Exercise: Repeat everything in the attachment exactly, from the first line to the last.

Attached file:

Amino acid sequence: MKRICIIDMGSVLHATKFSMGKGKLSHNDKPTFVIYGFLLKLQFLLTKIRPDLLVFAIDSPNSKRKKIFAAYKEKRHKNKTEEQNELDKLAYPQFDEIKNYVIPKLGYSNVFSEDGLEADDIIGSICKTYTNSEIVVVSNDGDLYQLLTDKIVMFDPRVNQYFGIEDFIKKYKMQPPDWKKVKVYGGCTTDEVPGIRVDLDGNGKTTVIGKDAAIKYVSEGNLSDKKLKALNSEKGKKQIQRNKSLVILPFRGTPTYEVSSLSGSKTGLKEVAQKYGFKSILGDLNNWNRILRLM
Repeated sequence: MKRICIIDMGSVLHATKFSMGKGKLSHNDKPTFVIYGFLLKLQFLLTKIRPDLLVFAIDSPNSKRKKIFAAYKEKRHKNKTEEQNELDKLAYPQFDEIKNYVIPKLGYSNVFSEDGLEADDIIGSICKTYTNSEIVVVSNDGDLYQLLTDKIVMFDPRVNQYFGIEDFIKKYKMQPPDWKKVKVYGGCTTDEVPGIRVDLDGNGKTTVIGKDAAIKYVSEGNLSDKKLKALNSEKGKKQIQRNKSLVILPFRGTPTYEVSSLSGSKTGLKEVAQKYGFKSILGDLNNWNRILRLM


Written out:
Amino acid sequence: MKRICIIDMGSVLHATKFSMGKGKLSHNDKPTFVIYGFLLKLQFLLTKIRPDLLVFAIDSPNSKRKKIFAAYKEKRHKNKTEEQNELDKLAYPQFDEIKNYVIPKLGYSNVFSEDGLEADDIIGSICKTYTNSEIVVVSNDGDLYQLLTDKIVMFDPRVNQYFGIEDFIKKYKMQPPDWKKVKVYGGCTTDEVPGIRVDLDGNGKTTVIGKDAAIKYVSEGNLSDKKLKALNSEKGKKQIQRNKSLVILPFRGTPTYEVSSLSGSKTGLKEVAQKYGFKSILGDLNNWNRILRLM
Repeated sequence: MKRICIIDMGSVLHATKFSMGKGKLSHNDKPTFVIYGFLLKLQFLLTKIRPDLLVFAIDSPNSKRKKIFAAYKEKRHKNKTEEQNELDKLAYPQFDEIKNYVIPKLGYSNVFSEDGLEADDIIGSICKTYTNSEIVVVSNDGDLYQLLTDKIVMFDPRVNQYFGIEDFIKKYKMQPPDWKKVKVYGGCTTDEVPGIRVDLDGNGKTTVIGKDAAIKYVSEGNLSDKKLKALNSEKGKKQIQRNKSLVILPFRGTPTYEVSSLSGSKTGLKEVAQKYGFKSILGDLNNWNRILRLM